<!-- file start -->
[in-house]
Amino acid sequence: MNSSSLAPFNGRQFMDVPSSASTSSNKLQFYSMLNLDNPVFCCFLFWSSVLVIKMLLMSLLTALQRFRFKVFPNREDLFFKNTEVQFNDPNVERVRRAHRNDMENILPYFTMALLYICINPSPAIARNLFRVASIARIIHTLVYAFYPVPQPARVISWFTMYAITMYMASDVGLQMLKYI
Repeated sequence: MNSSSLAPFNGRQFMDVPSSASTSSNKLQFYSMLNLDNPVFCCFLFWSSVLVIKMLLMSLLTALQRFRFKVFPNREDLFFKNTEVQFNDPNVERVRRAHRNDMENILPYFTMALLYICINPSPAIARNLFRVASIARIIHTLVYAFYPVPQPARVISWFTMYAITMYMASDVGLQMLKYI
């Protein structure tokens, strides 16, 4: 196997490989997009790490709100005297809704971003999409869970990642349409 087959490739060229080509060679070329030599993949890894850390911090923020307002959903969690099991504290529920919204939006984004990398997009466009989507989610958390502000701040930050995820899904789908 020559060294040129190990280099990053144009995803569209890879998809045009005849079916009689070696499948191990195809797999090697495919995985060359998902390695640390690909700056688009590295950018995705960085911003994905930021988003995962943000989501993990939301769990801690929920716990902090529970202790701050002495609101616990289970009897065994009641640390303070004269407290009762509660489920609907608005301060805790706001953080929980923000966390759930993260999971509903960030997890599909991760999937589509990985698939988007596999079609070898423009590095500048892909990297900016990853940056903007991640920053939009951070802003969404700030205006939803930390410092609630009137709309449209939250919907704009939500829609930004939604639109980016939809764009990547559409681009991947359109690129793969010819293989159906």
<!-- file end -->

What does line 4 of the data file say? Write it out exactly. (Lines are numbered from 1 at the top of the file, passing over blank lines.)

């Protein structure tokens, strides 16, 4: 196997490989997009790490709100005297809704971003999409869970990642349409 087959490739060229080509060679070329030599993949890894850390911090923020307002959903969690099991504290529920919204939006984004990398997009466009989507989610958390502000701040930050995820899904789908 020559060294040129190990280099990053144009995803569209890879998809045009005849079916009689070696499948191990195809797999090697495919995985060359998902390695640390690909700056688009590295950018995705960085911003994905930021988003995962943000989501993990939301769990801690929920716990902090529970202790701050002495609101616990289970009897065994009641640390303070004269407290009762509660489920609907608005301060805790706001953080929980923000966390759930993260999971509903960030997890599909991760999937589509990985698939988007596999079609070898423009590095500048892909990297900016990853940056903007991640920053939009951070802003969404700030205006939803930390410092609630009137709309449209939250919907704009939500829609930004939604639109980016939809764009990547559409681009991947359109690129793969010819293989159906």